6

As we know the List in Kotlin is immutable i.e. you can't do add and remove as below.

class TempClass {
    var myList: List<Int>? = null
    fun doSomething() {
        myList = ArrayList<Int>()
        myList!!.add(10)
        myList!!.remove(10)
    }
}

But if we cast it to ArrayList as below, the add and remove works.

class TempClass {
    var myList: List<Int>? = null
    fun doSomething() {
        myList = ArrayList<Int>()
        (myList!! as ArrayList).add(10)
        (myList!! as ArrayList).remove(10)
    }
}

I just thought this is odd, as myList is really a List, which is suppose to be immutable. And casting it, allow it to be altered.

Is what done above (casting to Array and modify the content) legitimate, or the language need to improve to disallow that?

5
  • 2
    Possible duplicate of Kotlin and Immutable Collections? Jun 22, 2016 at 0:59
  • The link offered does explain that List is not immutable, but readable. But then "Readable" is really not as 'useful' given that, it could still be cast to be changed. Ideally, 'readable' shouldn't be cast-able to something 'writeable'
    – Elye
    Jun 22, 2016 at 1:20
  • It is enough to cast to MutableList, a super type of ArrayList
    – voddan
    Jun 22, 2016 at 2:22
  • It looks like you're trying to initialize the list after assigning. In that case you can do ArrayList<Int>().apply { add(10) } or even better just use the built-in factory functions like listOf(10). Jun 22, 2016 at 11:30
  • A blocker to prevent casting of List to mutable (and other collection types) wax added today to Klutter library blocking all related actions such as an Iterator recieved from a list, a subList from a list, a entrySet from a map and more. See: stackoverflow.com/a/38002121/3679676 ... you cannot cast around it, nor any other collection it returns, they are truly protected. Jun 23, 2016 at 21:30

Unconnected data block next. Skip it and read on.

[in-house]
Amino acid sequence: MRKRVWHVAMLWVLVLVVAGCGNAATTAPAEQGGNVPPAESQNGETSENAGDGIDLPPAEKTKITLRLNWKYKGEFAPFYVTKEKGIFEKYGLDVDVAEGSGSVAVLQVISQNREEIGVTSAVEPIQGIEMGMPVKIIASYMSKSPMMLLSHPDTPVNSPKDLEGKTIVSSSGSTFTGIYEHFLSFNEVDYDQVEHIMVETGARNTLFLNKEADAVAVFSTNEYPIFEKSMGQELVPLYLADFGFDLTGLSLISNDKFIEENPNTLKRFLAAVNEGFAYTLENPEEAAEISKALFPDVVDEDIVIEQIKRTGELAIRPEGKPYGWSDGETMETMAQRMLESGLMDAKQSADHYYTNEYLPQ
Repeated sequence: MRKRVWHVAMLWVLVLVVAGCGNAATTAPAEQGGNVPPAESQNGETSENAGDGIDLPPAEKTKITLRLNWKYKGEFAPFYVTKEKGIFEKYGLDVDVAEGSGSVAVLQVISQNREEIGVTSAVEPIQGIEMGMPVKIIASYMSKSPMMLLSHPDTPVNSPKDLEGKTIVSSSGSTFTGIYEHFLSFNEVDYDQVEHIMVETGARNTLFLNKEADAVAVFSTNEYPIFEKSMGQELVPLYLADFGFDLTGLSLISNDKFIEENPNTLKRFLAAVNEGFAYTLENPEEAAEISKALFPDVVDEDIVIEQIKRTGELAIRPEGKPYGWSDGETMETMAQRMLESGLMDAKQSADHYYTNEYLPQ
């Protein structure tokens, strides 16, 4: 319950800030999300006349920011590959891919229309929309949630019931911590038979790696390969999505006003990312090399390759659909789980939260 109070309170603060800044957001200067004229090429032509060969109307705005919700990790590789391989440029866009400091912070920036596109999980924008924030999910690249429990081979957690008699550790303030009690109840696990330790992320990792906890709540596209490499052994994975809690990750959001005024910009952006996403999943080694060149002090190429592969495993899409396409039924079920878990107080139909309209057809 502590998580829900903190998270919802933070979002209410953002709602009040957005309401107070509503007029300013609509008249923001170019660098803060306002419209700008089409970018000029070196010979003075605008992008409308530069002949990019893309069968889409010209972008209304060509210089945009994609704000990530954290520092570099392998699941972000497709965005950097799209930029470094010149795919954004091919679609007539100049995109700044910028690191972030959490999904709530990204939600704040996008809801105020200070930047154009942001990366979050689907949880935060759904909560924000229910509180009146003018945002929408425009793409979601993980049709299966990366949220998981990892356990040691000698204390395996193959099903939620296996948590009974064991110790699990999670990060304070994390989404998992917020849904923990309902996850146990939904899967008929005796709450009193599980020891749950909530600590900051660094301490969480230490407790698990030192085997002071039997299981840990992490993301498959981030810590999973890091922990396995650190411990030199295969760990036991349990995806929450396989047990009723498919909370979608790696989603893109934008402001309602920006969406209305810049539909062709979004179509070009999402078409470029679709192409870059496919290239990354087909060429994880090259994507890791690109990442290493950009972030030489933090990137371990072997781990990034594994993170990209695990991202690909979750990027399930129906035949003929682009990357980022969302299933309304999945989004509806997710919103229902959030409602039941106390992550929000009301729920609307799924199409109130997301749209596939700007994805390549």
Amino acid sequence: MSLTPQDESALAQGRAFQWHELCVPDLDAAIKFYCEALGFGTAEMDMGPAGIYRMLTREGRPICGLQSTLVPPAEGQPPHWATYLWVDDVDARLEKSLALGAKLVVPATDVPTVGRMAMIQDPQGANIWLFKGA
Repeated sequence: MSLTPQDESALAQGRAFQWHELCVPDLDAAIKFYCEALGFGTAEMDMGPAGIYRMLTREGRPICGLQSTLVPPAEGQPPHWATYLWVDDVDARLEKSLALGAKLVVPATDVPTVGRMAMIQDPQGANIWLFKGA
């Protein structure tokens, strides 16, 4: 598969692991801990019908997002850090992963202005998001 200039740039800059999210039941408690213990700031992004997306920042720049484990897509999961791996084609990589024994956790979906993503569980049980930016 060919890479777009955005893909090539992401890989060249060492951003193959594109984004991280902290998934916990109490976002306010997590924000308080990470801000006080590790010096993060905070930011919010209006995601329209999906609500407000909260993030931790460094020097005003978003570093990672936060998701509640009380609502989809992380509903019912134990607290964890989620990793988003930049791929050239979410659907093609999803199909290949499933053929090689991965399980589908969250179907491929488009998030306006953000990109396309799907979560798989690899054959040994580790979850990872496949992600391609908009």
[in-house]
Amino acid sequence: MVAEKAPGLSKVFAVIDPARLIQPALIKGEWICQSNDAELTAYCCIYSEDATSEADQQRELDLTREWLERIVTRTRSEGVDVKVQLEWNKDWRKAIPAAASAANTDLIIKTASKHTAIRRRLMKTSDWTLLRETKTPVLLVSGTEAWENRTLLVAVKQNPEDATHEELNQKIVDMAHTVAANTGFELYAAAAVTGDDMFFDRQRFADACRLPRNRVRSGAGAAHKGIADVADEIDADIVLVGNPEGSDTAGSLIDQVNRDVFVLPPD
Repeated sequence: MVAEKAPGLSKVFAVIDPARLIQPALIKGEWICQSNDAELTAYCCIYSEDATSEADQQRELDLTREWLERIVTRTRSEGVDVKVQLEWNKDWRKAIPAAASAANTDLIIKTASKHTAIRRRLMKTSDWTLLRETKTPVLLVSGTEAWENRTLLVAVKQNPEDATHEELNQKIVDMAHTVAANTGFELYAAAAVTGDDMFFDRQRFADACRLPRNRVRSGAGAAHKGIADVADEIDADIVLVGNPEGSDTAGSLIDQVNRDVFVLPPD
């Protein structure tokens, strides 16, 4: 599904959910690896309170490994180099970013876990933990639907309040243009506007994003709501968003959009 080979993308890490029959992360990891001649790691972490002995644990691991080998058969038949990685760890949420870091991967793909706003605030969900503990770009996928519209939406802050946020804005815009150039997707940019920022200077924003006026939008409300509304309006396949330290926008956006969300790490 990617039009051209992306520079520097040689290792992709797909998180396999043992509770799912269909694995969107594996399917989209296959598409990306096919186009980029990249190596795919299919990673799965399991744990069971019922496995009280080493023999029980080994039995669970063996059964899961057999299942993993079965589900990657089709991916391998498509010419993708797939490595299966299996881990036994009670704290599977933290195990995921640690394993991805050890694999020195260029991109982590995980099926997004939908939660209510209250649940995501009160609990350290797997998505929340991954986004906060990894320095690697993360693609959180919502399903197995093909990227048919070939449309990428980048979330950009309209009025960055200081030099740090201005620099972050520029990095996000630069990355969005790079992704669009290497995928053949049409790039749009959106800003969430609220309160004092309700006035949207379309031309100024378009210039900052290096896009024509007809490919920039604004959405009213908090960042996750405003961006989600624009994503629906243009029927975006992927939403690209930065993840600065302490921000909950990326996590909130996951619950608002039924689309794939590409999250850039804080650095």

3 Answers 3

7

There are a few different types of immutability:

One is mentioned from a separate SO answer here.

Readonly - you are NOT supposed to change it (Kotlin's List) but something may (cast to Mutable, or change from Java).

List is just an interface that does not have mutating methods, but you can change the instance if you cast it to MutableList.

Someone then goes on to comment that Kotlin chose to be readonly in order to use Java collections directly, so there is no overhead or conversion in using Java collections.

Kotlin List is readonly, not immutable. Other callers (Java for example) may change the list. Kotlin callers might cast the list and change it. There is no immutable protection.

Original Source: Kotlin and Immutable Collections?

2
  • Thanks gotnull. That explained well. Immutable != Readable... The "Readable" is not as safe as "Immutable"/
    – Elye
    Jun 22, 2016 at 1:21
  • 1
    some instances of List in kotlin's library are immutable, e.i. the cast will fail. You have to make sure that your list is indeed a subclass of ArrayList
    – voddan
    Jun 22, 2016 at 2:20
2

Is it legitimate? Well, yes. There are uses cases in which that would make sense.

Is it a good idea? I think not, especially if you're talking about casting a list that was returned by some external library. The cast will fail if someone actually hands you some List implementations that really is immutable and does not implement MutableList. The fact that at the moment (Kotlin 1.0.2), all of Kotlin's Lists are also MutableLists doesn't mean that every List you'll ever see in your code is also an MutableList.

2
  • Did you mean "Kotlin's Lists are also MutableList"?
    – Ilya
    Jun 23, 2016 at 15:07
  • @Ilya Yeah, fixed.
    – Malt
    Jun 23, 2016 at 15:09
1

Right now if you use listOf() you'll get a List with all methods, which mutate the list, throwing java.lang.UnsupportedOperationException:

val list = listOf(1, 2)

val mlist = list as MutableList

mlist.add(3)

This throws:

Exception in thread "main" java.lang.UnsupportedOperationException
        at java.util.AbstractList.add(AbstractList.java:148)

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